Maritime Heroes, Sharks, Senators and more
In This Issue
Mariner heroes of 9/11
Sharks get a fin up
Sponsor a Champion
Senators for the Sea
Holding the Torch
Blue Art: Dianna Cohen
Seaweed Spotlight: Urban Assembly New York Harbor School
One Awardee deserves another
Among the vast coverage of the 10th anniversary of the 9/11 attacks were some respectful tributes and thoughtful reflections. I wrote a story for a National Geographic blog about the evacuation by water of lower Manhattan that horrific day. People were taken off the island by a volunteer flotilla of tugboats, fireboats, ferries, tour boats and recreational watercraft coordinated by the U.S. Coast Guard. It was the largest maritime evacuation in world history. Some half a million people got off the island following the collapse of the twin towers and enveloping smoke cloud by way of the harbor (tens of thousands more crossed the Brooklyn Bridge). This waterborne escape stemmed panic and avoided additional casualties. 80 percent of New York City of course is not directly connected to the continental mainland but is made up of islands including Staten Island, Manhattan and Long Island that includes the Boroughs of Queens and Brooklyn. The story of the maritime rescuers of September 11th, as well as the recent storm flooding in the city, reminds us of this fact, and ten years after 9/11 we need to guarantee that New York’s waterways continue to function safely and sustainably, through efforts ranging from updating the city’s emergency response plans for storms and flooding to the Coast Guard’s ongoing ports, waterways, and coast security patrols, from a proposed Clean Ocean Zone bill to protect the New York Bight from pollution to the city’s Harbor School training the next generation of maritime workers and scientists (see this month’s seaweed group profile below). For the full story of 9/11’s heroes afloat, click here.
People are expecting California Governor Jerry Brown will soon sign into law two ocean bills that recently passed the State Senate after having won approval in the state assembly. One bans the sale, trade and possession of shark fins in California. As most of you know, tens of millions of sharks are killed every year for their fins used in shark fin soup that can sell for upwards of $100 a bowl in China and anywhere else status conscious people find ground cartilage, seasoning and the extinction of 600 million year old predators appetizing. California will be joining Hawaii, Oregon and Washington in banning the trade that is more than symbolic since the U.S. west coast is the major market for shark fin soup outside of Asia.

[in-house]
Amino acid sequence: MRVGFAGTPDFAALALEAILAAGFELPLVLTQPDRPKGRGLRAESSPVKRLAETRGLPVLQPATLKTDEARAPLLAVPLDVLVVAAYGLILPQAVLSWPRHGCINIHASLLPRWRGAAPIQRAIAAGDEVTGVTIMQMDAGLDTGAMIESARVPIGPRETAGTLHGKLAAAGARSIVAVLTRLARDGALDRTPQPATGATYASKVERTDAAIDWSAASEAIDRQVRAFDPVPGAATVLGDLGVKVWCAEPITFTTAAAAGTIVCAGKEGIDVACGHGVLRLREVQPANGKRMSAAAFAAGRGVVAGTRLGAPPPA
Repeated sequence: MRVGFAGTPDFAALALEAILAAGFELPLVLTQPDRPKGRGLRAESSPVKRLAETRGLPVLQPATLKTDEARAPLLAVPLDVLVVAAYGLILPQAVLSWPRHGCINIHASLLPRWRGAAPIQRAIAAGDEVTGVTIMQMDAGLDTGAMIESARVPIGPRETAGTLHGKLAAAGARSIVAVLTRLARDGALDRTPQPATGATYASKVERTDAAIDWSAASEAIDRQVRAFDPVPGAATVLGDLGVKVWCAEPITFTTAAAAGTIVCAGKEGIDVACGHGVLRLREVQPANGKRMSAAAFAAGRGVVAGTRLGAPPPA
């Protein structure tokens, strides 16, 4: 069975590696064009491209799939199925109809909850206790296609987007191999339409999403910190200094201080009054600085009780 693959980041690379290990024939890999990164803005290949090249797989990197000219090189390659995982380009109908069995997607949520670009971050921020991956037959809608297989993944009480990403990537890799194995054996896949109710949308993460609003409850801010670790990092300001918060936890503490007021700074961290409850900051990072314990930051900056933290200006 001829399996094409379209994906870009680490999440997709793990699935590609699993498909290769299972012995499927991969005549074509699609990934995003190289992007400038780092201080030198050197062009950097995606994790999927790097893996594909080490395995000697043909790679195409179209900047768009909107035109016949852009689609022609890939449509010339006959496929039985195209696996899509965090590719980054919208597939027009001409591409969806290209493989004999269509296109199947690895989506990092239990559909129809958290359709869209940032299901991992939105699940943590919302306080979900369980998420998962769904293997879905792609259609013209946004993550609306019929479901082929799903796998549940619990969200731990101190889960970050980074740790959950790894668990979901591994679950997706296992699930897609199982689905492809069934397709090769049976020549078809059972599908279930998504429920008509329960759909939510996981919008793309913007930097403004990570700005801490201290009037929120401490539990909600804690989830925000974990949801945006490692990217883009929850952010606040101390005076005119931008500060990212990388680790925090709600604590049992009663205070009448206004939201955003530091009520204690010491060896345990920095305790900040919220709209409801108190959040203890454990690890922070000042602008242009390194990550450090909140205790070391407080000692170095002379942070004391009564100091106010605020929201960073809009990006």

Among the groups that worked for the California finning ban are WildAid, Sea Stewards, Sea Save, Oceana, the Monterey Bay Aquarium, COARE and numerous others.
The second is an oil spill act that will add a penny per barrel fee increase for the oil companies in order to keep the state’s oil spill response capabilities intact during financially troubled times. This much-amended act was initiated by Jackie Dragon of Pacific Environment (PE) and PE has continued to champion the bill since Jackie moved on to Greenpeace. BP, the company that gave us the horrific oil blowout in the Gulf of Mexico last summer, argued the bill was unnecessary because, you know, their safety record speaks for itself. And a new U.S. Coast Guard report confirms that, noting that BP and its sub-contractors were in violation of seven federal regulations at the time of the incident.
Ocean Champions gave its highest endorsement to California’s Jared Huffman who as a state senator sponsored both the shark fining and oil safety bills and is now running for Congress (to replace retiring Rep. Lynn Woolsey) in a recently expanded district that stretches from Sonoma County north of San Francisco to the Oregon border along the ‘Redwood Coast.’ Ocean Champions—by the way—is holding its Annual Ocean Reception in Washington, D.C. for all its champs in D.C. on September 21. The event honors congressional ocean champions and many come to the event to say a few words.